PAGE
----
In the era of austerity, where unprecedented cuts to education, social-services and arts funding seem to know no end, it is nice to know that the well-to-do of the world can still shell out €1,296,750 for the purchase of one of our planet’s extinct inhabitants: the dinosaur. Breaking records in the European market, fall 2010 marked the sale of the remains of a female allosaurus to an unnamed buyer. Clearly, in our time where the disparity between rich and poor, have and have not, reaches unprecedented levels, what really compliments the 21st century home are the bones of a carnivorous lizard.
There is a playfulness to these Jersey Girls, they attract attention. Well-manicured and ornately detailed, they seem poised to attack or defend. A certain pop sensibility appears to inform the work, where kitsch and the child’s model interact to become something both mischievous and monstrous in the same moment. In part, the dinosaur acts as the flip-side of enculturation; children encounter history and evolution through what came prior. The natural history museum frames our collective imagination of the past, engrossing us with tales of giant lizards and a time wholly unlike our own yet completely similar. The past can be dressed up, remodelled, repositioned, to enact our fantasies and empirical judgements.
Recent Art History stipulates that Andy Warhol got his cue for the superstar tag from one Ingrid Superstar, a Jersey Girl. As well, Brian Jungen elevated the whale skeleton to high-art status through the appropriation of plastic deck chairs. I would argue Ramsay offers both a convergence and expansion of Warhol’s obsession with stereotype and celebrity and Jungen’s interest in the unlocked potential of the free and radically mundane. To discern status based on geographical locale, or the sign-fetish, allots a contingent moment for activism where art can intervene, comment, encapsulating the gestures of the current.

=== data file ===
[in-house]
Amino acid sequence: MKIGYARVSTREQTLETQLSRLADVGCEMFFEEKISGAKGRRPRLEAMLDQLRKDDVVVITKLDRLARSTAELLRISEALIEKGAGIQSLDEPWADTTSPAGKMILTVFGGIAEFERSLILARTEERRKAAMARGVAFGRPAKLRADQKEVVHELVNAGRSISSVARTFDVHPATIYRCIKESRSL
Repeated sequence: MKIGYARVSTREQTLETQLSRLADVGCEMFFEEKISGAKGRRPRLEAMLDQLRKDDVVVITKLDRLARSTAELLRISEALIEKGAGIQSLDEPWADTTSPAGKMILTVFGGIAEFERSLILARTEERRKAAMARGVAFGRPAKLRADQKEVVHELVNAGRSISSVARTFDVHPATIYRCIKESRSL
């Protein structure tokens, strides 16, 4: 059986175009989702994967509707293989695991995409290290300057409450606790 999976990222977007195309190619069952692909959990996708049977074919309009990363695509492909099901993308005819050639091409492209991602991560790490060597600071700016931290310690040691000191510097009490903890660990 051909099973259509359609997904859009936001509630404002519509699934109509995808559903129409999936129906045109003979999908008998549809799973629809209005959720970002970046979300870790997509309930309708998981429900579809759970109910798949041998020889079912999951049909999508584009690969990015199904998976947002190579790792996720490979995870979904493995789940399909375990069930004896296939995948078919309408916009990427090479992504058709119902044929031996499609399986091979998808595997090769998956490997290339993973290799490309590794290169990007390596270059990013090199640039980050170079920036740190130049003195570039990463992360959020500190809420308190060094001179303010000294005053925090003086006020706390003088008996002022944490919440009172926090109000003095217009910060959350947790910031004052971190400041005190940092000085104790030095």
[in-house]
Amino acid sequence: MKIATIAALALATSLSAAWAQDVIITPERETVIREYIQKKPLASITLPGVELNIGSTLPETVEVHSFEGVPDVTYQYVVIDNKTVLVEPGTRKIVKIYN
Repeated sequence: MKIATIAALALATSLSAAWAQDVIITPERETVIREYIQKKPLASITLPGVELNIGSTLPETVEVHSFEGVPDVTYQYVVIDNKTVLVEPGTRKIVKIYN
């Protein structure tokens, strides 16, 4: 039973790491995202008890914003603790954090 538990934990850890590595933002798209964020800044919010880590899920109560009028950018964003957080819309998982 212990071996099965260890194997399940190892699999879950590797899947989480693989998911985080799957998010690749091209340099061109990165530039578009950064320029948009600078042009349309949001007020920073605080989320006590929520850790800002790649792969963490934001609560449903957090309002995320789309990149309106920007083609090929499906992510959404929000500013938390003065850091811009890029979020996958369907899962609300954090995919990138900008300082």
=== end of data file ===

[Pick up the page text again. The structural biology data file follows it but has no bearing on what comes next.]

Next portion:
A good piece of art will always render its surroundings visible, provoking us to break out of our prescribed habitats and comfort zones. Stopping short of a slap across the face, the threat of being consumed by an oversized reproduction of many a child’s fantasy teases out the aggression intrinsic to our fascination. Why the attraction with oversized cold-blooded killers at a time when the war-economy appears infinite? Either way, I will be over by the triceratops, she carries herself in the right kind of way and that sartorial sophistication borders the angelic.
- Michael Rattray